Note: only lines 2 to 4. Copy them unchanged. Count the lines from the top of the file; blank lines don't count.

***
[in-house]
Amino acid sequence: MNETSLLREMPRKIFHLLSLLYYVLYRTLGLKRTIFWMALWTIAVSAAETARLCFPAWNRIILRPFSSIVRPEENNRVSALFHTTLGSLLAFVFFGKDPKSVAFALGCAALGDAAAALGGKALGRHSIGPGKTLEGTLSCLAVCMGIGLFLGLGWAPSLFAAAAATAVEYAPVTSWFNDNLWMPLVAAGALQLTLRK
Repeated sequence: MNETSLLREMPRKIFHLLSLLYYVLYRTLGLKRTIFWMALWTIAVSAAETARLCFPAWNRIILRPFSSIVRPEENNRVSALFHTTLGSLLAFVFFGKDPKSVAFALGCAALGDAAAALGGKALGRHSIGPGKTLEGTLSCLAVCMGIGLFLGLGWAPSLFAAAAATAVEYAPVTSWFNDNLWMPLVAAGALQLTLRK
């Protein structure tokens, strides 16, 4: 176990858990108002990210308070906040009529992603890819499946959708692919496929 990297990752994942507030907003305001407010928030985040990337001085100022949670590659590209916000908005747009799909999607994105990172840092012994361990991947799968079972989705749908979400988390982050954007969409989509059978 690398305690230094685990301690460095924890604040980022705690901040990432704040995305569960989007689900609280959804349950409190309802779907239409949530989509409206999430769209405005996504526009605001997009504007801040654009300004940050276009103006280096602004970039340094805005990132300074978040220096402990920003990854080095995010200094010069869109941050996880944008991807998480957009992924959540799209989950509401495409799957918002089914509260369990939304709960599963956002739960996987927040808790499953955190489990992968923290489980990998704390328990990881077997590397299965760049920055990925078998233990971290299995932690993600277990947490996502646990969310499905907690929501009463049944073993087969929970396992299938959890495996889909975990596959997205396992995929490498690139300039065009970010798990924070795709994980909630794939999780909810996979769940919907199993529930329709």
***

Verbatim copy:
Amino acid sequence: MNETSLLREMPRKIFHLLSLLYYVLYRTLGLKRTIFWMALWTIAVSAAETARLCFPAWNRIILRPFSSIVRPEENNRVSALFHTTLGSLLAFVFFGKDPKSVAFALGCAALGDAAAALGGKALGRHSIGPGKTLEGTLSCLAVCMGIGLFLGLGWAPSLFAAAAATAVEYAPVTSWFNDNLWMPLVAAGALQLTLRK
Repeated sequence: MNETSLLREMPRKIFHLLSLLYYVLYRTLGLKRTIFWMALWTIAVSAAETARLCFPAWNRIILRPFSSIVRPEENNRVSALFHTTLGSLLAFVFFGKDPKSVAFALGCAALGDAAAALGGKALGRHSIGPGKTLEGTLSCLAVCMGIGLFLGLGWAPSLFAAAAATAVEYAPVTSWFNDNLWMPLVAAGALQLTLRK
């Protein structure tokens, strides 16, 4: 176990858990108002990210308070906040009529992603890819499946959708692919496929 990297990752994942507030907003305001407010928030985040990337001085100022949670590659590209916000908005747009799909999607994105990172840092012994361990991947799968079972989705749908979400988390982050954007969409989509059978 690398305690230094685990301690460095924890604040980022705690901040990432704040995305569960989007689900609280959804349950409190309802779907239409949530989509409206999430769209405005996504526009605001997009504007801040654009300004940050276009103006280096602004970039340094805005990132300074978040220096402990920003990854080095995010200094010069869109941050996880944008991807998480957009992924959540799209989950509401495409799957918002089914509260369990939304709960599963956002739960996987927040808790499953955190489990992968923290489980990998704390328990990881077997590397299965760049920055990925078998233990971290299995932690993600277990947490996502646990969310499905907690929501009463049944073993087969929970396992299938959890495996889909975990596959997205396992995929490498690139300039065009970010798990924070795709994980909630794939999780909810996979769940919907199993529930329709």